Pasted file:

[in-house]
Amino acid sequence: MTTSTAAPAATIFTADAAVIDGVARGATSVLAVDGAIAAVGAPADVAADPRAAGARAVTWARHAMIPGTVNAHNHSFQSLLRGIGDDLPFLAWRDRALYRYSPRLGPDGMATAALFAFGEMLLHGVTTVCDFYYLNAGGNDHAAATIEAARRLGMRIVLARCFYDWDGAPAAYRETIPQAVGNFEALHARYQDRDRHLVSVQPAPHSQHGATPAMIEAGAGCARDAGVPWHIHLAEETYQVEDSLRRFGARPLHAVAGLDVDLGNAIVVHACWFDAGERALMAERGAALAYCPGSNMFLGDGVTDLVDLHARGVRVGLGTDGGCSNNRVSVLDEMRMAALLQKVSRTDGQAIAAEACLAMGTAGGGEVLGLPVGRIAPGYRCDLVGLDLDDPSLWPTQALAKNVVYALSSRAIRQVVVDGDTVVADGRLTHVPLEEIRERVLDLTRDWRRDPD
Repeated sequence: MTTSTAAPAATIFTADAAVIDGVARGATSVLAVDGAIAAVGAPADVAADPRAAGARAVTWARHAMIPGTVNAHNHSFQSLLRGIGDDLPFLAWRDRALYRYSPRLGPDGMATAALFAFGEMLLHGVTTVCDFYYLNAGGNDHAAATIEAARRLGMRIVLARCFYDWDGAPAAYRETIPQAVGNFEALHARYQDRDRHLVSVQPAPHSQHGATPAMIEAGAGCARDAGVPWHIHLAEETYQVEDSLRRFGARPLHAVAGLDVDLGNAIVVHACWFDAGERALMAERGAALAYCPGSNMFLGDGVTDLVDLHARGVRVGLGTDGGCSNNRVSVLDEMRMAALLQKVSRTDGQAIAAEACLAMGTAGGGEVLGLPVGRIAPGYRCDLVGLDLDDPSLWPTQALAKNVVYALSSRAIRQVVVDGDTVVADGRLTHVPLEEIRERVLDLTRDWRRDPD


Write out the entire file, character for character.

[in-house]
Amino acid sequence: MTTSTAAPAATIFTADAAVIDGVARGATSVLAVDGAIAAVGAPADVAADPRAAGARAVTWARHAMIPGTVNAHNHSFQSLLRGIGDDLPFLAWRDRALYRYSPRLGPDGMATAALFAFGEMLLHGVTTVCDFYYLNAGGNDHAAATIEAARRLGMRIVLARCFYDWDGAPAAYRETIPQAVGNFEALHARYQDRDRHLVSVQPAPHSQHGATPAMIEAGAGCARDAGVPWHIHLAEETYQVEDSLRRFGARPLHAVAGLDVDLGNAIVVHACWFDAGERALMAERGAALAYCPGSNMFLGDGVTDLVDLHARGVRVGLGTDGGCSNNRVSVLDEMRMAALLQKVSRTDGQAIAAEACLAMGTAGGGEVLGLPVGRIAPGYRCDLVGLDLDDPSLWPTQALAKNVVYALSSRAIRQVVVDGDTVVADGRLTHVPLEEIRERVLDLTRDWRRDPD
Repeated sequence: MTTSTAAPAATIFTADAAVIDGVARGATSVLAVDGAIAAVGAPADVAADPRAAGARAVTWARHAMIPGTVNAHNHSFQSLLRGIGDDLPFLAWRDRALYRYSPRLGPDGMATAALFAFGEMLLHGVTTVCDFYYLNAGGNDHAAATIEAARRLGMRIVLARCFYDWDGAPAAYRETIPQAVGNFEALHARYQDRDRHLVSVQPAPHSQHGATPAMIEAGAGCARDAGVPWHIHLAEETYQVEDSLRRFGARPLHAVAGLDVDLGNAIVVHACWFDAGERALMAERGAALAYCPGSNMFLGDGVTDLVDLHARGVRVGLGTDGGCSNNRVSVLDEMRMAALLQKVSRTDGQAIAAEACLAMGTAGGGEVLGLPVGRIAPGYRCDLVGLDLDDPSLWPTQALAKNVVYALSSRAIRQVVVDGDTVVADGRLTHVPLEEIRERVLDLTRDWRRDPD